Trigger points frequently develop in neck muscles, including those running along the back and sides of the neck, and those extending down the upper back. When the tissue covering one of these muscles (the myofascia) contracts and adheres to itself, it cuts off its blood supply, causing pain and preventing the muscle from performing properly.
Unlike tender points (sensitive areas of fat, muscle, or bursa), trigger points can refer pain to other areas of the body, and can also mimic or further complicate separate pain issues. Trigger points located in the neck area often manifest themselves as any of the following conditions:
- Bursitis. Bursitis occurs when a bursa sac, which is filled with fluid to lubricate the surrounding tissues, becomes irritated or inflamed. Trigger points in the neck can often cause pain in the shoulders that indicates bursitis.
- Cold symptoms. Many people experience cold symptoms as a result of trigger points in the neck, making it easy to confuse the two conditions. These symptoms may include coughing, headache, nausea, sinus congestion, sore throat and trouble swallowing.
- Eye issues. Someone with trigger points in the cervical (upper) region of the spine might experience blurred vision, double vision, drooping eyelids, eye twitching, red eyes and tearing.
- Migraines/tension headaches. Trigger points in the neck can often cause someone to experience the symptoms of a migraine, a tension headache or a combination of the two.
- Temporomandibular joint pain. The temporomandibular joint connects the skull’s temporal bones to the jaw. Someone with trigger points in their neck might feel pain around this joint.
- Tendinitis. Someone with trigger points in their neck may experience the symptoms of tendinitis, which occur when a tendon attaching a bone to a muscle becomes inflamed or irritated.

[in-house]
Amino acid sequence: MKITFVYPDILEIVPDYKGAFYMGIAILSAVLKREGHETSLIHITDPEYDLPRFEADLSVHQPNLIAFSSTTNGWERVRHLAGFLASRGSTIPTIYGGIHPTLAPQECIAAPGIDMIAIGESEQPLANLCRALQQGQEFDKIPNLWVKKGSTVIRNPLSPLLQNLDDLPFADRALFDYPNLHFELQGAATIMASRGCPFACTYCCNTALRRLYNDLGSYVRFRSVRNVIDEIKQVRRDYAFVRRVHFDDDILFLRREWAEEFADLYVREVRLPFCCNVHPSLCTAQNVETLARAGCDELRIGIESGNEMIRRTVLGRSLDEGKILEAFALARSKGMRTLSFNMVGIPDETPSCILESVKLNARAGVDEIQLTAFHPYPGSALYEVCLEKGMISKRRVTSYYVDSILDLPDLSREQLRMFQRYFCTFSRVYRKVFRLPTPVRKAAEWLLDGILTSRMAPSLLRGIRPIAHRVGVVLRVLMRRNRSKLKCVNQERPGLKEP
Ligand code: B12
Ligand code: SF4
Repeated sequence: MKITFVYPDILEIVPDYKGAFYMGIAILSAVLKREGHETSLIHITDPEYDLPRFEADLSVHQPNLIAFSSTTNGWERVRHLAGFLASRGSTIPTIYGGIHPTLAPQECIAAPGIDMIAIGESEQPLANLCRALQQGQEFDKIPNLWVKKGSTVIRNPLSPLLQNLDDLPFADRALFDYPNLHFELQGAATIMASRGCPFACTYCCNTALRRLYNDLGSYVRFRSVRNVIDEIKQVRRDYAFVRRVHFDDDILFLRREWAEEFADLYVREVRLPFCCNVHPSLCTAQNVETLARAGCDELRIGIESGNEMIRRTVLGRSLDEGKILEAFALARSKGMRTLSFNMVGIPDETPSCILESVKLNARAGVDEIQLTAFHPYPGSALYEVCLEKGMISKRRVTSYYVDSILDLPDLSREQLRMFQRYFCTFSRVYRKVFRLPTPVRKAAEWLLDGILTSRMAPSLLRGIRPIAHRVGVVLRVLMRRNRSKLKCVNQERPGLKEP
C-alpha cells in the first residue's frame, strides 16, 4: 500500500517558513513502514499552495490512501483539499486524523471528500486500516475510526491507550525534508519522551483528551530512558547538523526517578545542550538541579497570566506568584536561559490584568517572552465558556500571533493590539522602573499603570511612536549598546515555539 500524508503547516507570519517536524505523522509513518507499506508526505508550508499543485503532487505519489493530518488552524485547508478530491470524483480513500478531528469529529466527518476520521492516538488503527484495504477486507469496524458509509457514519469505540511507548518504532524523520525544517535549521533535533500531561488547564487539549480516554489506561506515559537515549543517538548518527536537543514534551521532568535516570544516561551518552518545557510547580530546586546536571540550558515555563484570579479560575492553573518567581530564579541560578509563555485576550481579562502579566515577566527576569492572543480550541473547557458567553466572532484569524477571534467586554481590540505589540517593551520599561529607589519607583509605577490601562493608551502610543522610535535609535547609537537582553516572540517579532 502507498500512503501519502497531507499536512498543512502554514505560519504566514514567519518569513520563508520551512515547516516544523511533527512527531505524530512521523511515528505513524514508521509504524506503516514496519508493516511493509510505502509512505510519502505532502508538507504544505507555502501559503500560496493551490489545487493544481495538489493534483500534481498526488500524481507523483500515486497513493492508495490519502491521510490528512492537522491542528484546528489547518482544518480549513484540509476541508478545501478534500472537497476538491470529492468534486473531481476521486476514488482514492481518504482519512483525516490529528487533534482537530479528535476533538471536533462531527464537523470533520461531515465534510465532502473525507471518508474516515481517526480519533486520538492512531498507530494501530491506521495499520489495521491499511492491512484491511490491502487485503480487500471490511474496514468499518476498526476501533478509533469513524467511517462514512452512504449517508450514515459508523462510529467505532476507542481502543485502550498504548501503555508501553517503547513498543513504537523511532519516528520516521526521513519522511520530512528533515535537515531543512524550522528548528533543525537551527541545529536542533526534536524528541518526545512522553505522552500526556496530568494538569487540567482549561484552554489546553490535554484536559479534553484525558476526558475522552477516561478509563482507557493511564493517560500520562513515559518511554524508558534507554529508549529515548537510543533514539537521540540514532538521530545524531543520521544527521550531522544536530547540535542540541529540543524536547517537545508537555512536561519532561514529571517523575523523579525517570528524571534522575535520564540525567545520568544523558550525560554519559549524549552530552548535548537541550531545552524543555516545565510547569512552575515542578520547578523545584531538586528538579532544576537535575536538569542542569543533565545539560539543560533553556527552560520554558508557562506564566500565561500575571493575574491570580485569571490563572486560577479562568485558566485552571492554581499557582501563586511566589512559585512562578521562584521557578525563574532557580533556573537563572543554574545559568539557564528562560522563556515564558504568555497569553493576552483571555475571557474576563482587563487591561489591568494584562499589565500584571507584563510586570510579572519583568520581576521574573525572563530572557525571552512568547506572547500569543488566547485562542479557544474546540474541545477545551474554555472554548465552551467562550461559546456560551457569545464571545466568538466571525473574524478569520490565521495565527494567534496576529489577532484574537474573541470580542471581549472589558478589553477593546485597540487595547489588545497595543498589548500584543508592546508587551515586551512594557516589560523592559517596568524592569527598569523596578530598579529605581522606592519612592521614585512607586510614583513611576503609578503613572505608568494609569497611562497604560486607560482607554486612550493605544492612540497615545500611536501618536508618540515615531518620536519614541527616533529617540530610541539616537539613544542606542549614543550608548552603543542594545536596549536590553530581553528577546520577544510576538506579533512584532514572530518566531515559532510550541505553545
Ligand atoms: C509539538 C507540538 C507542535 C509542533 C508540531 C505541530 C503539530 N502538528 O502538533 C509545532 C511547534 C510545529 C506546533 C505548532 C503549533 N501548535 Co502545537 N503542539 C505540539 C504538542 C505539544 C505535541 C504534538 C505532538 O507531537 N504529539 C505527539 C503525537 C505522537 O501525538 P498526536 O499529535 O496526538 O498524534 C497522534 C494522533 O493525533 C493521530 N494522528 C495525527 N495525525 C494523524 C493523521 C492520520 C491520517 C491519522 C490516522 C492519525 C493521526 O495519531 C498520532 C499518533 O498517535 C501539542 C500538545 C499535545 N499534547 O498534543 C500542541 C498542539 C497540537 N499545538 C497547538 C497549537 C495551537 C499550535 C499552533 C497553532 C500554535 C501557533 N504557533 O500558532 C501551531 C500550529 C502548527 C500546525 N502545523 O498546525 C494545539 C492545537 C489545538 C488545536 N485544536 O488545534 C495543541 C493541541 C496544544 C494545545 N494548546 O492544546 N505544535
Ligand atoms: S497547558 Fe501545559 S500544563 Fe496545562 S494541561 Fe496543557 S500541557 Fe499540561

- Tinnitus. Someone living with trigger points in their neck area might hear a ringing noise, or could even experience hearing loss.
- Torticollis. Torticollis, sometimes referred to as “a crick in the neck,” occurs when someone’s neck muscles contract, causing their head to twist to one side. Trigger points in the neck could cause someone to experience a twisted or tilted neck.
- Vertigo. Trigger points in the neck might cause someone to feel dizzy or off balance.
If you have trigger points in your neck and are experiencing any of the above conditions, you might be able to relieve your symptoms using a conservative course of treatment consisting of stretching, physical therapy, heat/cold therapy or pain medication. If you haven’t found relief after several weeks or months, however, you may also want to consider having trigger point injections, another conservative treatment option, in your neck. During this quick procedure, a medical professional injects cortisone and either saline or a local anesthetic (or simply inserts the needle, without injecting any medication, if you have a history of drug allergies). These injections may inactivate the trigger points in your neck and relieve your pain.